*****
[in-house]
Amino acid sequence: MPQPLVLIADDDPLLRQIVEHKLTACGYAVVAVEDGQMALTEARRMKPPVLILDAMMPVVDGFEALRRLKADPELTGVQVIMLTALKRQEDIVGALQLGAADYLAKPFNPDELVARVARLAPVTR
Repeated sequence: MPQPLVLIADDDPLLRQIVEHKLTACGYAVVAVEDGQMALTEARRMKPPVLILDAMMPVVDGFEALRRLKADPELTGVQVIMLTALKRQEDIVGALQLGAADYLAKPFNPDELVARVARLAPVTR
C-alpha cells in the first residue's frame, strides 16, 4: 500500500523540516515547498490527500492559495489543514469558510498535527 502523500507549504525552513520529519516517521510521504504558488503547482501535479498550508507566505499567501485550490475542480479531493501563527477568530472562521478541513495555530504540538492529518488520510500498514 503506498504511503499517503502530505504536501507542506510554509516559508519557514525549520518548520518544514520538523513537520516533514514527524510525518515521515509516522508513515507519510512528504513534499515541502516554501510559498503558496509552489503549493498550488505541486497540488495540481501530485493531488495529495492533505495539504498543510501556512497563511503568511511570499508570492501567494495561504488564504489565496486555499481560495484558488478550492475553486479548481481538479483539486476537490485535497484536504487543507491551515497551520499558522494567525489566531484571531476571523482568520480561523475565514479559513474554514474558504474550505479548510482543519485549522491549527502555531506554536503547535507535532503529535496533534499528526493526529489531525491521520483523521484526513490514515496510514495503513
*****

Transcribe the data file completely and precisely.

[in-house]
Amino acid sequence: MPQPLVLIADDDPLLRQIVEHKLTACGYAVVAVEDGQMALTEARRMKPPVLILDAMMPVVDGFEALRRLKADPELTGVQVIMLTALKRQEDIVGALQLGAADYLAKPFNPDELVARVARLAPVTR
Repeated sequence: MPQPLVLIADDDPLLRQIVEHKLTACGYAVVAVEDGQMALTEARRMKPPVLILDAMMPVVDGFEALRRLKADPELTGVQVIMLTALKRQEDIVGALQLGAADYLAKPFNPDELVARVARLAPVTR
C-alpha cells in the first residue's frame, strides 16, 4: 500500500523540516515547498490527500492559495489543514469558510498535527 502523500507549504525552513520529519516517521510521504504558488503547482501535479498550508507566505499567501485550490475542480479531493501563527477568530472562521478541513495555530504540538492529518488520510500498514 503506498504511503499517503502530505504536501507542506510554509516559508519557514525549520518548520518544514520538523513537520516533514514527524510525518515521515509516522508513515507519510512528504513534499515541502516554501510559498503558496509552489503549493498550488505541486497540488495540481501530485493531488495529495492533505495539504498543510501556512497563511503568511511570499508570492501567494495561504488564504489565496486555499481560495484558488478550492475553486479548481481538479483539486476537490485535497484536504487543507491551515497551520499558522494567525489566531484571531476571523482568520480561523475565514479559513474554514474558504474550505479548510482543519485549522491549527502555531506554536503547535507535532503529535496533534499528526493526529489531525491521520483523521484526513490514515496510514495503513